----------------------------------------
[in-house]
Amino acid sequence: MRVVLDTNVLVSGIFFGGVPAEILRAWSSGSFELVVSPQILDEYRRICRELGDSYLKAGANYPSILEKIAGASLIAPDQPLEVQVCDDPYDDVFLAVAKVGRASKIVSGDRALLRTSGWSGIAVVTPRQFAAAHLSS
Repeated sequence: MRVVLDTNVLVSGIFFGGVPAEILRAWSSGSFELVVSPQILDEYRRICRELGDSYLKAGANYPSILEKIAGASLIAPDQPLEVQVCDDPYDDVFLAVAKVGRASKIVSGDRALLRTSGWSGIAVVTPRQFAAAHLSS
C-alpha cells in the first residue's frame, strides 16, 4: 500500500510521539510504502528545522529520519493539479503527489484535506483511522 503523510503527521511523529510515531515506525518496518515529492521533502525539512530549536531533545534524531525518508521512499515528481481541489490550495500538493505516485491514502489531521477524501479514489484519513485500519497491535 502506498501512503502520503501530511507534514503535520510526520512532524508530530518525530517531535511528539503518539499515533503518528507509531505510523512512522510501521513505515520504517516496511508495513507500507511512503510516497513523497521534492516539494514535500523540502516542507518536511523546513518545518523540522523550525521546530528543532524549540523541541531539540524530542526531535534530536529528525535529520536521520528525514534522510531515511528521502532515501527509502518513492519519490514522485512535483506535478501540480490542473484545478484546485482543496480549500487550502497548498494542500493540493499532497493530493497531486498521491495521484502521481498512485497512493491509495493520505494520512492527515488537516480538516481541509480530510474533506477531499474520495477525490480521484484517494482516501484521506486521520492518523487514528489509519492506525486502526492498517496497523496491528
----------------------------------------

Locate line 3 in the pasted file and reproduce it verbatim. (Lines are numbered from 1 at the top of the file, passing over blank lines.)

Repeated sequence: MRVVLDTNVLVSGIFFGGVPAEILRAWSSGSFELVVSPQILDEYRRICRELGDSYLKAGANYPSILEKIAGASLIAPDQPLEVQVCDDPYDDVFLAVAKVGRASKIVSGDRALLRTSGWSGIAVVTPRQFAAAHLSS